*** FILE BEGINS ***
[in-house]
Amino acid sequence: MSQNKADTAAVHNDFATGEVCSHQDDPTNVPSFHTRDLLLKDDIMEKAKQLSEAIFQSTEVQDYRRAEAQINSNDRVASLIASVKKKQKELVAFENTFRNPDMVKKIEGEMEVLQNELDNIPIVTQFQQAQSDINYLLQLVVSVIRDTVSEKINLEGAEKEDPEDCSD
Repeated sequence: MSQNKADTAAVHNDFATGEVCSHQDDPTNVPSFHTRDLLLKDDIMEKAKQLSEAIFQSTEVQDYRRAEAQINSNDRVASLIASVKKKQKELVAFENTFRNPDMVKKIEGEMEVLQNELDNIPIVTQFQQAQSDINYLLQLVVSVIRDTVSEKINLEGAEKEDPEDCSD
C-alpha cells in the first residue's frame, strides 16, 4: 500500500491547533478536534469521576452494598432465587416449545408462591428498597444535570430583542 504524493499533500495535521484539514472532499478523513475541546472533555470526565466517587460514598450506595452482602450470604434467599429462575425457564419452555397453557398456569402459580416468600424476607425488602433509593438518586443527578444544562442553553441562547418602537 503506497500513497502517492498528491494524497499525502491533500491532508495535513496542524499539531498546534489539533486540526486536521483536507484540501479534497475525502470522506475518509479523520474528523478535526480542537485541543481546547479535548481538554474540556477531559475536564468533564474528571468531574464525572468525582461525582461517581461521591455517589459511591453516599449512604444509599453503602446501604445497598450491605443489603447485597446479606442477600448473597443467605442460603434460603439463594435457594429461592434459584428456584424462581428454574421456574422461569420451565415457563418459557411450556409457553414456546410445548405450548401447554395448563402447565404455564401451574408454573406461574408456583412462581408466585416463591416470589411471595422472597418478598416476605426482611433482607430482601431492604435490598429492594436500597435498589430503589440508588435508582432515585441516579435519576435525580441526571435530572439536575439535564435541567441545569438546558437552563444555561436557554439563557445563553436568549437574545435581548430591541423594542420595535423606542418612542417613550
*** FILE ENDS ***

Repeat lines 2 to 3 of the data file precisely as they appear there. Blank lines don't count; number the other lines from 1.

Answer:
Amino acid sequence: MSQNKADTAAVHNDFATGEVCSHQDDPTNVPSFHTRDLLLKDDIMEKAKQLSEAIFQSTEVQDYRRAEAQINSNDRVASLIASVKKKQKELVAFENTFRNPDMVKKIEGEMEVLQNELDNIPIVTQFQQAQSDINYLLQLVVSVIRDTVSEKINLEGAEKEDPEDCSD
Repeated sequence: MSQNKADTAAVHNDFATGEVCSHQDDPTNVPSFHTRDLLLKDDIMEKAKQLSEAIFQSTEVQDYRRAEAQINSNDRVASLIASVKKKQKELVAFENTFRNPDMVKKIEGEMEVLQNELDNIPIVTQFQQAQSDINYLLQLVVSVIRDTVSEKINLEGAEKEDPEDCSD